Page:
Where Does the Higher Spending in the Omnibus Go?
Policymakers recently announced an omnibus appropriations bill to fund the government for the remaining six months of Fiscal Year 2018. The bill funds ordinary defense and non-defense spending at $1.208 trillion, which is $143 billion higher than the levels set by the Budget Control Act (BCA) sequester-level caps and $52 billion above the original BCA caps.
Not surprisingly, the deal also relies on a number of gimmicks and workarounds to spend in excess of these caps – the details of which we’ll discuss in future analysis.
Appropriations bills are broken into 12 subcommittees, each dealing with a different part of the budget. The below chart illustrates the proposed spending levels and changes from last year.
|Budget Authority Allocations to Appropriations Subcommittees (billions)|
|Subcommittee||FY 17 Enacted||Proposed FY 18 Level||Percent Change|
|Commerce, Justice, Science||$56.6||$59.6||+5.3%|
|Energy and Water Development||$37.8||$43.2||+14.4%|
|Financial Services and General Government||$21.5||$23.4||+8.9%|
|Labor, HHS, Education||$161.0||$177.1||+10.0%|
|Military Construction, VA*||$82.4||$92.0||+11.7%|
|State, Foreign Operations*||$36.6||$42.0||+14.8%|
|Total*||$1.070 trillion||$1.208 trillion||+12.9%|
*In addition to base discretionary appropriations, the measure also includes a total of $78.1 billion in Overseas Contingency Operations spending, $65.2 billion of which is designated for the Department of Defense. Including OCO funds, disaster relief, previously enacted emergency spending, and program integrity, FY 2018 discretionary spending levels would be $1.421 trillion in budget authority and $1.309 trillion in outlays.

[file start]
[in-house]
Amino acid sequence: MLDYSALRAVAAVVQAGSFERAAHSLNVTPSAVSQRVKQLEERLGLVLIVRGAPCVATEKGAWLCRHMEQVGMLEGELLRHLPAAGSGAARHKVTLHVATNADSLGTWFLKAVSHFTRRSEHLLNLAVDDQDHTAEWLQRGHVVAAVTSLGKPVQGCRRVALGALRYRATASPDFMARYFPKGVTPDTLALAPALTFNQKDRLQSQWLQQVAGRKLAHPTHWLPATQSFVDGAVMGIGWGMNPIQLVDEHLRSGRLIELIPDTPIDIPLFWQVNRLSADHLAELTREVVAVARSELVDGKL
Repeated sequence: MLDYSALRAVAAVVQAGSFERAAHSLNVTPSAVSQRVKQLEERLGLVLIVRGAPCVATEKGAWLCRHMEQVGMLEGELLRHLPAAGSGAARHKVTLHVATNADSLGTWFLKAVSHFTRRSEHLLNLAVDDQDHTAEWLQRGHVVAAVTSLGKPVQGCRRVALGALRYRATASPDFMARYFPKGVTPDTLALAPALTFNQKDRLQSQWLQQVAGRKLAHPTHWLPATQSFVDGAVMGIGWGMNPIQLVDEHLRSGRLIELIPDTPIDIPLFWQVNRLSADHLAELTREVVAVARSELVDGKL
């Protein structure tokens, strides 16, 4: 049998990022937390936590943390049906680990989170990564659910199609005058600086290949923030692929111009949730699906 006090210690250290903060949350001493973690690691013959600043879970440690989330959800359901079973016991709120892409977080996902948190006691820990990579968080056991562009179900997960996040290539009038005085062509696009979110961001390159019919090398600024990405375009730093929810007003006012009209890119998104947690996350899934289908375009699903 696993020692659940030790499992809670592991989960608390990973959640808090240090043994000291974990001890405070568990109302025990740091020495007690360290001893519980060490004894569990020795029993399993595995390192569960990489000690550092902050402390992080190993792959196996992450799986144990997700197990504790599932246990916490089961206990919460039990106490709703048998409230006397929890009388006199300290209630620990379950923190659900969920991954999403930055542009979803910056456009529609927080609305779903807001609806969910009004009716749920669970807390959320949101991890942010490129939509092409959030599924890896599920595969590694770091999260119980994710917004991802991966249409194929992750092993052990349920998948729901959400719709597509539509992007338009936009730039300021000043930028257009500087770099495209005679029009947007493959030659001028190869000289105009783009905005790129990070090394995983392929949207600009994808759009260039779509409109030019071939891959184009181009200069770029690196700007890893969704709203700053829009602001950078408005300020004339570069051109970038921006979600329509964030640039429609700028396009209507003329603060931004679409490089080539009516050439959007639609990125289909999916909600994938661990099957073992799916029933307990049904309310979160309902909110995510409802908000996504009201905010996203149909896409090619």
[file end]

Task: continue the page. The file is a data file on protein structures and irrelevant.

Sources: Senate Appropriations Committee, House Appropriations Committee, CBO (FY 2017), CBO (FY 2018).
This spending bill codifies and actually worsens the fiscally irresponsible budget deal agreed to last month.
In a statement, CRFB President Maya MacGuineas said:
Although 6 months late, we are glad that Congress is finally able to fund the government and that they’ll avoid another shutdown. Frankly, though, it should not have taken a $143 billion spending hike to grease the wheels of the appropriations process and compel policymakers to do their job. These levels of both defense and nondefense discretionary spending are more than Presidents Trump or Obama ever asked for, and in an era of historically high and unsustainable debt, it sets a dangerous precedent.
With trillion-dollar deficits set to return next year and trillion-dollar interest payments likely to appear within a decade or so, we can’t keep busting the budget with massive omnibus appropriations bills. Instead, we need to couple reasonable discretionary levels with significant new revenue and mandatory spending reductions and reforms.
We elect our leaders to be careful stewards of taxpayer money. Instead, they just keep on spending it.
For more information about how the process works, see our Appropriations 101 or see our explanation of how the new spending caps are above the levels agreed to in the 2011 Budget Control Act. Stay tuned to our blog for more analysis of the debt-increasing portions of the bill.